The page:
I still use Windows Live Writer (http://www.windowslivewriter.com) to post to this blog. It remains the best little blogging app out there. It has a nice plugin ecosystem, great WYSIWYG editor (using IE) even though it hasn’t been updated since 2012. A bunch of us are working to get it open sourced, and I’ll let you know the second I know something.

But for now, let me fix two things about Windows Live Writer that have been bugging me.

Clearing Cached Blog Themes

First, a small bug. My HTML Styles look like this, and have for a while. See how the background is black? Annoying. I always assumed it was a GDI or graphics bug. In exploring the Windows Live Writer code I learned a few things.

Windows Live Writer with black styles

It turns out that Windows Live Writer is trying to render your styles by using your download blog theme’s CSS inside those little boxes! My blog (and others, I’ve heard) doesn’t render nicely.

The downloaded them is stored in %AppData%Windows Live Writerblogtemplates and you can easily fix this annoyance by simply deleting the folders below blogtemplates.

Using the Default Windows Live Writer Theme

Ah, much nicer.

Syncing your Windows Live Writer Drafts with OneDrive or Dropbox

I’ve seen some blog posts with folks suggesting junction or reparse points (symbolic links) to hack together a way to “roam your draft blog posts” with Windows Live Writer. It’s much easier than that, in fact. You can just set a registry key with your preferred Drafts folder. I put mine in my Dropbox, but you could also use OneDrive or Box. This means your local draft blog posts will “roam” to all your machines. If you’re someone who works on a blog post for a few days you’ll appreciate this new ability. You can start a post at work and finish it at home. Even the images will roam.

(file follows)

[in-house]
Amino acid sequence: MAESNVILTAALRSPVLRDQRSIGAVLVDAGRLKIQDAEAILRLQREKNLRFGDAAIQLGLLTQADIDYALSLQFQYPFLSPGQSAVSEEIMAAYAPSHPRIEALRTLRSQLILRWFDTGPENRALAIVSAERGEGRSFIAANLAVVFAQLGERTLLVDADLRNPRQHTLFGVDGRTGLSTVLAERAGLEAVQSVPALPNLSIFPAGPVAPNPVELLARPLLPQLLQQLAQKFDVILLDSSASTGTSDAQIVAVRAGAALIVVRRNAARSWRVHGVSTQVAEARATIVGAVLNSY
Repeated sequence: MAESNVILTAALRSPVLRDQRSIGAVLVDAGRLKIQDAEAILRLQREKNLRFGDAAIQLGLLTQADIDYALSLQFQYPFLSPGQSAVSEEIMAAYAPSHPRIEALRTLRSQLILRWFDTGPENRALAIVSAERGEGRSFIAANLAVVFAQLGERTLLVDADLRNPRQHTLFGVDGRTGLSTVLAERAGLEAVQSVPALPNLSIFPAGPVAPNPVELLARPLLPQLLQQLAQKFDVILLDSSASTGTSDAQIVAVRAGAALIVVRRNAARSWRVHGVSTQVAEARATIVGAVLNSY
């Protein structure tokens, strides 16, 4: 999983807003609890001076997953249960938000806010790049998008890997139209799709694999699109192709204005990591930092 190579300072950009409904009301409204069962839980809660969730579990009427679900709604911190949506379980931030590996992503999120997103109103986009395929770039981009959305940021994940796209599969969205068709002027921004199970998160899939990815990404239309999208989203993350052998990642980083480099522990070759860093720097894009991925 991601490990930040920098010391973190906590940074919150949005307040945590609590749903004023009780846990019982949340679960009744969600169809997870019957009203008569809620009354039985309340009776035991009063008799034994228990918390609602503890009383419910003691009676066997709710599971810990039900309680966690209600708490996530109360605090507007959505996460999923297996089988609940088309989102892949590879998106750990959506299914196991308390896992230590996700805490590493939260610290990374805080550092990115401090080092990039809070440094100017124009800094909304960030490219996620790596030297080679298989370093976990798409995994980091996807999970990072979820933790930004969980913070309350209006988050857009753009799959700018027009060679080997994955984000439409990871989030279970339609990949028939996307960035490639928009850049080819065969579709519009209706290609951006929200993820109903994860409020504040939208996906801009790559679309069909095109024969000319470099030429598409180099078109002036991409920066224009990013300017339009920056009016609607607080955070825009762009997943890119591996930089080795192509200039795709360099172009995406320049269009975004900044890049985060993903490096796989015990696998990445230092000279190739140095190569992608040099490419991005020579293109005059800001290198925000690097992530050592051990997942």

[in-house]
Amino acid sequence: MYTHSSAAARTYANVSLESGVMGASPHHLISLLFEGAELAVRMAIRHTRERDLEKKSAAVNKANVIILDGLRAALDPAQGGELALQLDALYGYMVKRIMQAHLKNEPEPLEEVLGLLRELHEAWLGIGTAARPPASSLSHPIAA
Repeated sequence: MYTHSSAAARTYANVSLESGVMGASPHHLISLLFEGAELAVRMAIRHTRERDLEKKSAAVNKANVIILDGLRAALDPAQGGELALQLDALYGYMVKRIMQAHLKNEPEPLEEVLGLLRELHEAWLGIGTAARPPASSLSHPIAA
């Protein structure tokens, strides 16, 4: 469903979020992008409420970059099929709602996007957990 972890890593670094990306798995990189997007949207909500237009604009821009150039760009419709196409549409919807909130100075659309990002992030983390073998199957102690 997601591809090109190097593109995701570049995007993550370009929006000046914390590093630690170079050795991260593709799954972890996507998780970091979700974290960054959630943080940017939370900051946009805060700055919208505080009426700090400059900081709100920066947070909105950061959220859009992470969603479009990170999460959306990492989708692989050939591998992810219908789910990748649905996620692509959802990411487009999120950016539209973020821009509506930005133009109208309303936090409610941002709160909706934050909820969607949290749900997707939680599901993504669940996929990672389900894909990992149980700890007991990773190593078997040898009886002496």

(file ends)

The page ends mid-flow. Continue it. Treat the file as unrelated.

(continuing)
Head over to HKCUSOFTWAREMicrosoftWindows LiveWriter in your registry (via Regedit.exe) and make a new String Value called “Posts Directory.”

image

Windows Live Writer will make new Drafts and Recent Posts folders in the location you specify. I set this registry key on all my machines that I have Dropbox installed and now all my blog post drafts are there too!

I’m in a meeting right now talking about a possible future for Windows Live Writer. I think 20k RTs of this would help.

— Scott Hanselman (@shanselman) June 12, 2014

I hope this helps you out! And I’ll be sure to let you know about our plans with Windows Live Writer as soon as I know more. 😉